-Emily Dickinson

In medicine, we confront death on a daily basis.  It’s been 8 years since I started medical school, but for me, it remains sad, terrifying, poignant, brutal.

The first code I participated in was all of these and more.  I was on call on a Saturday evening with another 3rd year medical student, W. It had been a slow day, and we were just hanging around, studying, chatting, and waiting for 6pm.  W had taken a short break while I continued reading, but she’d been gone for a while.  I decided to give her a call.

While we’d been separated, she had been drawn into a “code blue” on the fifth floor.  This was was where ventilator-dependent patients, among our sickest, were placed – never a good sign.  I raced up the stairs before W could tell me the room number.  I knew that when I reached the ward, the crowd that assembles at every code would lead me to the correct place.

I no longer remember the patient’s name, or even what she looked like.  But I do remember that she was a young woman, diagnosed with an aggressive cancer while her children were still in need of mothering.  Even though her condition was terminal, her husband had insisted that everything possible be done for her.  Death had been looming for weeks, but he wanted their children to have their mother for every possible second, no matter how incapacitated she might be.  She’d spent the last few days alive but unable to interact with them in any meaningful way.  On this quiet weekend afternoon, with none of her family nearby, her body was finally giving up.

She was one of my first lessons in clinical detachment.  During this code, she wasn’t a wife or a mother anymore, she was just another patient, one we were trying to keep alive at her family’s behest.  We knew that we were fighting a losing battle, even if her husband had refused to accept the limits of our abilities.

A couple of residents were taking turns pumping her veins full of medication and pounding on her chest, the respiratory therapist was trying to keep pushing air through her tracheostomy, and W was standing in a corner, holding up an IV bag and looking as though she hadn’t yet decided whether to cry or vomit.

I caught our resident’s attention and asked what I could do.  I became the designated equipment runner, a task complicated by the fact that I was unfamiliar with this floor and couldn’t get into any of the locked supply rooms.  I proved far more adept at relieving W from her imitation of an IV pole.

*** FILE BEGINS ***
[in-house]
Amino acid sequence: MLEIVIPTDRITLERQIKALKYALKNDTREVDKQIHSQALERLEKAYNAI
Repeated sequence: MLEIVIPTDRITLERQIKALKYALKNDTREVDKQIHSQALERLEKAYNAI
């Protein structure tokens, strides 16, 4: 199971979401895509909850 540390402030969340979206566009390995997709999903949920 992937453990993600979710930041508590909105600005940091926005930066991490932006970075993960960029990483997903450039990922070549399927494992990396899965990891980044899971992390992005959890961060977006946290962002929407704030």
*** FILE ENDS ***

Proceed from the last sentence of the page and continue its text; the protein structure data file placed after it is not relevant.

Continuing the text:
The code went from bad to worse.  The patient’s heart wasn’t responding to medications, chest compressions, or electrical shocks.  The pumping of the ambu-bag was frequently interrupted by attempts to clear the secretions which were plugging up her trachea.  Blood-tinged froth bubbled from her mouth and nose.  Her pulse was thready despite the fluid and medications we were giving, and her blood pressure was too low for our monitors to detect.

Finally, after 40 minutes of this, the attending running the code allowed us to admit that we had lost this round: “I’m going to call this one. Everyone agree?”  She named the major team members one-by-one, making sure that there was consensus, that we had done all we could.

As the techs, nurses, and residents filed out, W and I stayed.  The attending taught us the steps of confirming brain death: the patient was totally unresponsive; she didn’t have any brainstem reflexes; there were no breath sounds.  We were instructed to ignore the slight fluttering of eyelids before her dull eyes were hidden – it was merely a sign of residual electrical activity in her peripheral nervous system, not an attempt to show us she was still clinging to this world.

Neither W nor I were sure to say or do next.  We’d seen dead people before, from the cadavers in anatomy lab to the autopsies in pathology.  We’d met hundreds of patients already.  But today, for the first time, we had watched someone die.

No lecture, no group project, no role-playing session prepares you for that moment.

So, we reverted to helpful medical student mode and tried to assist with the clean up, using damp towels to wash the body of a woman we had never known while she was alive.  The nurses would then tidy the rest of the room to allow her family to say their final goodbyes.

After wiping the last of the blood from her face, we covered her limp, broken body with a clean sheet, as though concealing our collective defeat.

She was finally at peace.  We were not.